Date: 12/4/18 11:34 am From: Alan Contreras <acontrer56...> Subject: [obol] Re: Most unexpected rarity?
Maybe the OBRC could have some fun and vote on the Top Ten shockers of the last 25 years. How about a seabird or two?
> On Dec 4, 2018, at 11:31 AM, Tom Crabtree <tc...> wrote:
> The only non-AZ records in Ebird for Streak-backed prior to that time were the one in Death Valley in ’77; a stakeout in San Diego in 1984-85 and a single observer record from Parker Dam, CA in 1991. It has subsequently become more established. The Utah Bird Records Committee doesn’t list any records prior to 2013, nor does Ebird. I agree with Jeff, that the Bluebirds are more unusual, but the Streak-backed was a shocker at the time and provides a convenient, round number (25 year) starting point for the discussion.
> From: Jeff Gilligan [mailto:<jeffgilligan10...> <mailto:<jeffgilligan10...>]
> Sent: Tuesday, December 04, 2018 11:16 AM
> To: <tc...> <mailto:<tc...> > Cc: OBOL Oregon Birders Online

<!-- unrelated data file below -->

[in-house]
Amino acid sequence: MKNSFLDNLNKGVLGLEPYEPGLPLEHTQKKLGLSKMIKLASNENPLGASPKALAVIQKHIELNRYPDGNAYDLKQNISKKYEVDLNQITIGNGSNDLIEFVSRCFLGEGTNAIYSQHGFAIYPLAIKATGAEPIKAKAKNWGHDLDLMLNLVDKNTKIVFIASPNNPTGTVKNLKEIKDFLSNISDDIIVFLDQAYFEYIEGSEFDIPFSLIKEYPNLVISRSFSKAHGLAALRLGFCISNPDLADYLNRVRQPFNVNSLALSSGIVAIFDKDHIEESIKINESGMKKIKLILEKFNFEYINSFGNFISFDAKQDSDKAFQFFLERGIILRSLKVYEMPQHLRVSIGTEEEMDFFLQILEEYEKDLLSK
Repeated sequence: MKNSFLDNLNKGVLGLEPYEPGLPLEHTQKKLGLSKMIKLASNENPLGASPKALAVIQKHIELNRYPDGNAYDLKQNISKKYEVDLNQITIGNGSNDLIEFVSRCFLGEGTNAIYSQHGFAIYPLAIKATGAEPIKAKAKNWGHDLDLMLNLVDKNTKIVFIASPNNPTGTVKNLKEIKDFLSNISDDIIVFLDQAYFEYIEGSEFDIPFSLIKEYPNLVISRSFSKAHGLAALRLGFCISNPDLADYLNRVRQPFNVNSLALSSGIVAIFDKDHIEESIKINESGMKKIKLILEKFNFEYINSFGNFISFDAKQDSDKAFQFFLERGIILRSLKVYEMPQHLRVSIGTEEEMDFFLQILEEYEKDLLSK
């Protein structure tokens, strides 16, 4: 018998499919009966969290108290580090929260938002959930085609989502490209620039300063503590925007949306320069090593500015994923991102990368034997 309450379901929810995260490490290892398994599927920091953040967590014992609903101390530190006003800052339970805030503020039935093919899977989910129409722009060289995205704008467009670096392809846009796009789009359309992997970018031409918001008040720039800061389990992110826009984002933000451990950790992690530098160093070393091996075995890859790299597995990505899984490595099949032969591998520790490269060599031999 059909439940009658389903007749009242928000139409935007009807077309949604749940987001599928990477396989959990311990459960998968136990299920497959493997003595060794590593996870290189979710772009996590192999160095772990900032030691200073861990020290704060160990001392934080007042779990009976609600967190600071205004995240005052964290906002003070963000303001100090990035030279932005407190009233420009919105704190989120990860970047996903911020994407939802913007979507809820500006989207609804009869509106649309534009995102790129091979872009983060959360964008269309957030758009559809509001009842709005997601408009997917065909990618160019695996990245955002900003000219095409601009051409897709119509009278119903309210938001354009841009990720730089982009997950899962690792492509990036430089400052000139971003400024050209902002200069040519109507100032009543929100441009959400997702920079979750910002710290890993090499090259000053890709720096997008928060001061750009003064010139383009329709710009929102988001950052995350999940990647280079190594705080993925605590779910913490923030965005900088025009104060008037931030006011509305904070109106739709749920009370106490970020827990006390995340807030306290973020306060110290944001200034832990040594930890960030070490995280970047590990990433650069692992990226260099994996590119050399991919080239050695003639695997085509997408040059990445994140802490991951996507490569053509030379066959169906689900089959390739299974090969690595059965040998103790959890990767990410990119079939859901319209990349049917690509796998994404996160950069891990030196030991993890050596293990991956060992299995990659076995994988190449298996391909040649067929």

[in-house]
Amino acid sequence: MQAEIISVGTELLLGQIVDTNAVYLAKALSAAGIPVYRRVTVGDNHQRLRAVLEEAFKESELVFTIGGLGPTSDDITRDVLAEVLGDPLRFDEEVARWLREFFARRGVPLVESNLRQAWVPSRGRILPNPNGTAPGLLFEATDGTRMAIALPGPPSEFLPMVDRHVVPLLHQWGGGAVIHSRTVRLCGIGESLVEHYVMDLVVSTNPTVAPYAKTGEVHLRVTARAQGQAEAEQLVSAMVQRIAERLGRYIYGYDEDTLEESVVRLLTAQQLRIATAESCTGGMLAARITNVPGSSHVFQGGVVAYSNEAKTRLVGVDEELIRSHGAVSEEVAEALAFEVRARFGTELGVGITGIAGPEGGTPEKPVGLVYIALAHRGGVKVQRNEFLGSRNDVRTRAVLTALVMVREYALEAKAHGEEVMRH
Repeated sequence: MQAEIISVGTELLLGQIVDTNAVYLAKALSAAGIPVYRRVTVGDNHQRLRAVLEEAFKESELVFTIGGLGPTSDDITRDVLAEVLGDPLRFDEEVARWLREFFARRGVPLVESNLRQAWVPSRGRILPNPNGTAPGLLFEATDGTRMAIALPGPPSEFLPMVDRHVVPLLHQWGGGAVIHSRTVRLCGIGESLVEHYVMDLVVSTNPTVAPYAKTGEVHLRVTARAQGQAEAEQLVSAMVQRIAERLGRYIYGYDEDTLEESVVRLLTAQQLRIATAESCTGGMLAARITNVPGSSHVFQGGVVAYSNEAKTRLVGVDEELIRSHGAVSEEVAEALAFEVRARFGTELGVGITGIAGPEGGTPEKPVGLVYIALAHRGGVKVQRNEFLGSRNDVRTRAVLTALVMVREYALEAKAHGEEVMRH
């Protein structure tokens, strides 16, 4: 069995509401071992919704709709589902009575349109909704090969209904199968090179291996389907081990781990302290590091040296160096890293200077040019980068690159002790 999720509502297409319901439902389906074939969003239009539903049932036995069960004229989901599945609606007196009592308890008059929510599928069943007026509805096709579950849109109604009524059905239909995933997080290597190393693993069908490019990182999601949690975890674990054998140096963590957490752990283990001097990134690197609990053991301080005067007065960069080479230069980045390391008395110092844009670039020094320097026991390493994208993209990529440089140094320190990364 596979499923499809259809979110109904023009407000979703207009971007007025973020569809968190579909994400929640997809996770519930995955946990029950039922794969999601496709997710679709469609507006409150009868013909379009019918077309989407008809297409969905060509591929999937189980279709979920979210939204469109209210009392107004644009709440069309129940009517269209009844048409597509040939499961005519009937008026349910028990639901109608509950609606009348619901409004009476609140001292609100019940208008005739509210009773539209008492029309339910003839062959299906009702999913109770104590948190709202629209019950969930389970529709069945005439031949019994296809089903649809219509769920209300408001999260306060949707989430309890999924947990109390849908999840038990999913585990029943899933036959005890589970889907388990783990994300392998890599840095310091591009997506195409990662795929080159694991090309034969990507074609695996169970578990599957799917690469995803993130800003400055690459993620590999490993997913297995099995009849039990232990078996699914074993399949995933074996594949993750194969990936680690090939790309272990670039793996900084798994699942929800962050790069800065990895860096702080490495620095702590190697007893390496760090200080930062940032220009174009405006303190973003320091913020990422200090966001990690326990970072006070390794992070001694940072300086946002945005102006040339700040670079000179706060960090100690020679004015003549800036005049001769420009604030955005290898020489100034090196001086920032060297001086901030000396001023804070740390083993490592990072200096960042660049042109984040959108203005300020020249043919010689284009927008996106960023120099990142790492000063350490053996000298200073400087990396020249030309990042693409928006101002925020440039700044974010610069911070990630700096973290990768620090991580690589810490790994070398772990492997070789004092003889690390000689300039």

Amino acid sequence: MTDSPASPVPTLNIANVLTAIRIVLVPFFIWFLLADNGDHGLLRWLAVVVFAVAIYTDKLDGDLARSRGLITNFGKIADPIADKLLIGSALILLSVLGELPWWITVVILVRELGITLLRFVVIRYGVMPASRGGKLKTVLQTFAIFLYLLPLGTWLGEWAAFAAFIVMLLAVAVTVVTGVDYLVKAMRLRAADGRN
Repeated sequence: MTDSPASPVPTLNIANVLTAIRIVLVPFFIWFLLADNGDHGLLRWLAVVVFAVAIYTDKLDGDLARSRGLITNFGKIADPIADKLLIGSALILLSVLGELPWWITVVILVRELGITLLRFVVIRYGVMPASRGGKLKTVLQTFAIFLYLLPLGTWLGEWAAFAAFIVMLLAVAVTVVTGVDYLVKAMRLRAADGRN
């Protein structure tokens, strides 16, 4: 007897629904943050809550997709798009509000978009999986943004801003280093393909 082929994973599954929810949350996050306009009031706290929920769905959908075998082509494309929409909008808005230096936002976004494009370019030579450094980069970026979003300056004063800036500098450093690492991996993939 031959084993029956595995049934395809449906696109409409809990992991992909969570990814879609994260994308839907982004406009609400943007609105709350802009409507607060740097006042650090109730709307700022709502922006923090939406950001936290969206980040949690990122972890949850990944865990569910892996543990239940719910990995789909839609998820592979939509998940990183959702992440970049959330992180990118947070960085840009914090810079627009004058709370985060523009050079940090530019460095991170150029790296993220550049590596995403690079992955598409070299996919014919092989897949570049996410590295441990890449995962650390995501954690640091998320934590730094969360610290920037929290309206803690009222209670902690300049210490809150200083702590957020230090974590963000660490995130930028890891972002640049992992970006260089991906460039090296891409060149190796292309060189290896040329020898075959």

> Subject: Re: [obol] Most unexpected rarity?
> I haven’t thought through all of the possible candidates, but I think it is less expected than the Steak-backed Oriole. That species had already occurred in fall in Utah as I recall, and it already had a history of fall vagrancy to southern Cal and Arizona, and maybe elsewhere. Don’t get me wrong though, I am happy to have seen it.
>> On Dec 4, 2018, at 11:11 AM, Tom Crabtree <tc...> <mailto:<tc...>> wrote:
>> While viewing the two Eastern Bluebirds on Sunday with Owen Schmidt, Jeff Gilligan, Steven Rogers and others, we marveled at how unlikely a sighting this was. For one thing it was two birds, not a single one that wandered out to become the first Eastern Bluebirds ever seen on the West Coast. They were 600 miles from the closest prior sighting in Cassia County, ID. They were 750 miles from the closest location of multiple birds (5) in Greycliff, MT; 900 miles from records of birds seen in December north of Edmonton, Alberta (which must have really shocked the discoverers); and about a thousand miles from the closest breeding population of the species in Theodore Roosevelt National Park in western North Dakota. We can debate all winter how they got here, but it made me think of another question: Is this the most unusual, unexpected rarity to show up in Oregon in the last 25 years? In my mind this is on a par with the Streak-backed Oriole that showed up at Malheur NWR Headquarters in September 1993. At the time there had only been three sightings in the US outside of Arizona, the closest being in Death Valley National Park in 1977, about 550 miles away.
>> What is your nominee for the most unexpected rarity in Oregon since then?
>> Tom Crabtree, Bend